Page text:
Admins at my place of employment use Ansible (for non-Gentoo boxes). I've been curious about the product, but haven't really dug in to learn much.

How well does Ansible mesh with Portage? They both seem to have many overlapping roles. I'm curious how one would setup a workflow using both...
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nahsi
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PostPosted: Mon Oct 04, 2021 6:48 pm    Post subject: Reply with quote

gtwrek wrote:
Admins at my place of employment use Ansible (for non-Gentoo boxes). I've been curious about the product, but haven't really dug in to learn much.

How well does Ansible mesh with Portage? They both seem to have many overlapping roles. I'm curious how one would setup a workflow using both...



After many years of using Ansible at work I developed my own "style" sort of speak of how I do things. A couple of tricks that I copypaste.

Basically every role or playbook is just a combination of three task: install/download binary, create directories, copy configs.

Instead of maintaining jinja template of every config file I usually store configuration files as plaintext in inventory, like this:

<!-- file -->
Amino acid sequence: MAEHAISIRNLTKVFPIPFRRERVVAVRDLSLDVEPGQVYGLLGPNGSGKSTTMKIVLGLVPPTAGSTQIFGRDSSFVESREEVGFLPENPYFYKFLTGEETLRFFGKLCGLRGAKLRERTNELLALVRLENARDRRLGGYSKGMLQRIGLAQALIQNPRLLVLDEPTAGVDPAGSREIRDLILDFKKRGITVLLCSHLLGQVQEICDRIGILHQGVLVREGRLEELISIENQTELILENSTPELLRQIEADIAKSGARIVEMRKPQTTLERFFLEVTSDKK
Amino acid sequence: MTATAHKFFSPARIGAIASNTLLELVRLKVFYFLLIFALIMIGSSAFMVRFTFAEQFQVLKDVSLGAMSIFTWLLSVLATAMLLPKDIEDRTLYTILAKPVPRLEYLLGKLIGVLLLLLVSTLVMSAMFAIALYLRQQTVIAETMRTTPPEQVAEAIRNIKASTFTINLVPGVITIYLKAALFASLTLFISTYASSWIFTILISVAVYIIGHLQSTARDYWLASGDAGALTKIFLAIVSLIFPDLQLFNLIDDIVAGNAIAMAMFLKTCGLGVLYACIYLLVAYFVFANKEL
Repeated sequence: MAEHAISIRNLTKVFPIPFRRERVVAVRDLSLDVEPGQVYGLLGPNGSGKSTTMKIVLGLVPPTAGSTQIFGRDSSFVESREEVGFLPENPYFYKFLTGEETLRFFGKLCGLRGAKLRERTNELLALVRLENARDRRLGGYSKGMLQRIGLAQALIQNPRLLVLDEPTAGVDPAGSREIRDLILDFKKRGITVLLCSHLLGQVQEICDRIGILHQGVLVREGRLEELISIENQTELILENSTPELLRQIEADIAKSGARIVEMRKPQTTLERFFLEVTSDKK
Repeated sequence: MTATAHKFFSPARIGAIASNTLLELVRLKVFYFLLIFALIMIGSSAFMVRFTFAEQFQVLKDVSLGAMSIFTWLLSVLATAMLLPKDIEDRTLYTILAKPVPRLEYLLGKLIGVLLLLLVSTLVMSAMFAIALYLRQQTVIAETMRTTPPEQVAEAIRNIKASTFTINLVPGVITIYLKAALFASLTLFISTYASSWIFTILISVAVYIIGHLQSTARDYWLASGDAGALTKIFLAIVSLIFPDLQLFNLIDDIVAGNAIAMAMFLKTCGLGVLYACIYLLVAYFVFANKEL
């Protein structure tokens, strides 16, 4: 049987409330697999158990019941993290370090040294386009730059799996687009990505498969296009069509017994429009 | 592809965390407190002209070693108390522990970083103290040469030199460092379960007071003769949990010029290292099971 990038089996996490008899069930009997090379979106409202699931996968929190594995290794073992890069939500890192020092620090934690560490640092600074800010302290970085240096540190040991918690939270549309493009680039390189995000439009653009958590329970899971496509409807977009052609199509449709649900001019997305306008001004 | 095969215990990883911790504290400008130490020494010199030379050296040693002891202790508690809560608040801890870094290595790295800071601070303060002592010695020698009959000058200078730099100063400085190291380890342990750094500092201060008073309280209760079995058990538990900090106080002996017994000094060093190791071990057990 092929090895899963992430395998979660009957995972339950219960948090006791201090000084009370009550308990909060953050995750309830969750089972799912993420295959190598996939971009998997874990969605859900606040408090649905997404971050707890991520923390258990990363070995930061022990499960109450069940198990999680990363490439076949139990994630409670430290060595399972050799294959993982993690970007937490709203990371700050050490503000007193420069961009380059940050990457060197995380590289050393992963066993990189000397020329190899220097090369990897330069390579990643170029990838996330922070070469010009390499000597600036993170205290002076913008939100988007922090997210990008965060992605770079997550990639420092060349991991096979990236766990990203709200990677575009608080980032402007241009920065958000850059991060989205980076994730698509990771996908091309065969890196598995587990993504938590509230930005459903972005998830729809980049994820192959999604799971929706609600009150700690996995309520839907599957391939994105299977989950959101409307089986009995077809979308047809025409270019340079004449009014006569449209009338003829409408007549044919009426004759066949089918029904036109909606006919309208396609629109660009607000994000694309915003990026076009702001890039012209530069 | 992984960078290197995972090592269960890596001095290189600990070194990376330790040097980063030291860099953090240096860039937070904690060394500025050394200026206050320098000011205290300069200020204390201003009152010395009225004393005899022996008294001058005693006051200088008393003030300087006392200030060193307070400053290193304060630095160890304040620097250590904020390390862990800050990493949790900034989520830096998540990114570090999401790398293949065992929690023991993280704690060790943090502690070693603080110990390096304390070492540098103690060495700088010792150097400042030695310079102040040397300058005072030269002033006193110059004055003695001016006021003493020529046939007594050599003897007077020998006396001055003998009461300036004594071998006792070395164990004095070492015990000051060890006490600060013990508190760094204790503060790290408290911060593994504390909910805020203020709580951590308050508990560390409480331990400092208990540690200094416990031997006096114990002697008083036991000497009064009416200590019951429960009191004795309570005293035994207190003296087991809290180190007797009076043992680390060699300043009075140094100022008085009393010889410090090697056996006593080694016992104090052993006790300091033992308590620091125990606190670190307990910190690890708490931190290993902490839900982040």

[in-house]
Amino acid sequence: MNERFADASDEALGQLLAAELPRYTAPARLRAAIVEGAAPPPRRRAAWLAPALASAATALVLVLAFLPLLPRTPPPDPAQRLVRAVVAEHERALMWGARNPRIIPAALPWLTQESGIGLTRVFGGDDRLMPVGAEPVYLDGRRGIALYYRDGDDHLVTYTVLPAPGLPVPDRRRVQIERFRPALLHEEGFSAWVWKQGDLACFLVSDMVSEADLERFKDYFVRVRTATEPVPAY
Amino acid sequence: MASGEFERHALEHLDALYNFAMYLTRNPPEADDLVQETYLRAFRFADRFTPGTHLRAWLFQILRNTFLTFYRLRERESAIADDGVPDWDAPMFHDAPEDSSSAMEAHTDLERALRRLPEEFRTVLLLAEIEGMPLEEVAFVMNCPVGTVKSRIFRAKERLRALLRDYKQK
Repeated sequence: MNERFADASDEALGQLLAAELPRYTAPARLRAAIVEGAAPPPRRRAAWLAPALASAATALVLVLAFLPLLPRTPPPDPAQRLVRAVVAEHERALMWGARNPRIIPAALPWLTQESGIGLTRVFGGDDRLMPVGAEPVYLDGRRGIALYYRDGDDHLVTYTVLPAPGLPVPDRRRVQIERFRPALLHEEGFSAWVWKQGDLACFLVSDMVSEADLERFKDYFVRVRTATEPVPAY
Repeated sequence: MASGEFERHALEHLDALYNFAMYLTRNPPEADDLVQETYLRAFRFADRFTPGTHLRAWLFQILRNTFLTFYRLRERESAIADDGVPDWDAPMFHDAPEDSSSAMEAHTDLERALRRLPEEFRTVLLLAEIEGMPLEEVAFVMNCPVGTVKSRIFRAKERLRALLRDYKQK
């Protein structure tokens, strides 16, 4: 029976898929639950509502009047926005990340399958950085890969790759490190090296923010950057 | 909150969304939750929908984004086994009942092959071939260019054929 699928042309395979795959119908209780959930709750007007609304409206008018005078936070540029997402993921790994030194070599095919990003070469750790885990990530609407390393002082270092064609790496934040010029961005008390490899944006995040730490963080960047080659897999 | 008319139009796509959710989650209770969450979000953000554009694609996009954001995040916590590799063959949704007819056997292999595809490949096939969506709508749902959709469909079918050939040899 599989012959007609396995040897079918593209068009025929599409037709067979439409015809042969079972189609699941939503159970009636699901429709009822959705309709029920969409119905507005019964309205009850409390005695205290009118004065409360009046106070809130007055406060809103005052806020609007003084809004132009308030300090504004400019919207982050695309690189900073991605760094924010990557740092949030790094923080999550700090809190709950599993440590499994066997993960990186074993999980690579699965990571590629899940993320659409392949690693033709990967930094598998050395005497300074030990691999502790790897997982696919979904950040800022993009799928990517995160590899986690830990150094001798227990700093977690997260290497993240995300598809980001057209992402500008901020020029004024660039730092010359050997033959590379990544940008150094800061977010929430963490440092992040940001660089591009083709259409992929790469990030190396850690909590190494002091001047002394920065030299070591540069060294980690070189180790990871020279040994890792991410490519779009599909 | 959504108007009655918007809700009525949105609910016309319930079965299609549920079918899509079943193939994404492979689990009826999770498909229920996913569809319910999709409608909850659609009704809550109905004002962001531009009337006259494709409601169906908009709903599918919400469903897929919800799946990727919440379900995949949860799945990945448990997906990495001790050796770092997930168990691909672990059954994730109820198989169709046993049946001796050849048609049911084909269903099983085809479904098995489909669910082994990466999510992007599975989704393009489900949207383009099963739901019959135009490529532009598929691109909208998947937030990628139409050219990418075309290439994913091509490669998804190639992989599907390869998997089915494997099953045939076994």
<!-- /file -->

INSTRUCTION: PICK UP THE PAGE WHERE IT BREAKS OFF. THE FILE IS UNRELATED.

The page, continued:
Code:
router_unbound_configs:
  antiochia: |
    server:
      interface: 192.168.100.10@53
      interface: 172.17.0.1@53
      interface: 127.0.0.1@53
      access-control: 192.168.1.0/24 allow
      access-control: 172.17.0.0/24 allow
      access-control: 192.168.100.0/24 allow
  consul: |
    server:
      private-domain: "consul"
      domain-insecure: "consul"
    stub-zone:
      name: "consul"
      stub-addr: 127.0.0.1@8600


Then I loop over router_unbound_configs with playbook/role like this:
Code:
- name: copy unbound configs
  copy:
    content: "{{ file.value }}"
    dest: "/etc/unbound/conf.d/{{ file.key }}.conf"
    owner: root
    group: unbound
    mode: 0640
    validate: "unbound-checkconf %s"
  notify: restart unbound
  loop: "{{ router_unbound_configs | dict2items }}"
  loop_control:
    loop_var: "file"
    label: "{{ file.key }}"


Even better if service understands json/yaml you can store config in yaml in inventory:
Code:
consul_config:
  datacenter: "oikumene"
  encrypt: "{{ lookup('hashi_vault', 'secret/data/gossip:consul') }}"

  data_dir: "/var/lib/consul/"

  enable_syslog: true
  # "trace", "debug", "info", "warn", "err"
  log_level: "info"
  syslog_facility: "LOCAL5"

  rejoin_after_leave: true

  bind_addr: "{{ gotmpl_private_address }}"
  addresses:
    http: "127.0.0.1 {{ gotmpl_private_address }} {{ gotmpl_docker }}"
    dns: "127.0.0.1 {{ gotmpl_private_address }}"

  enable_local_script_checks: true

  telemetry:
    disable_compat_1.9: true
    disable_hostname: true
    prometheus_retention_time: "30s"

  server: false
  retry_join: "{{ consul_servers }}"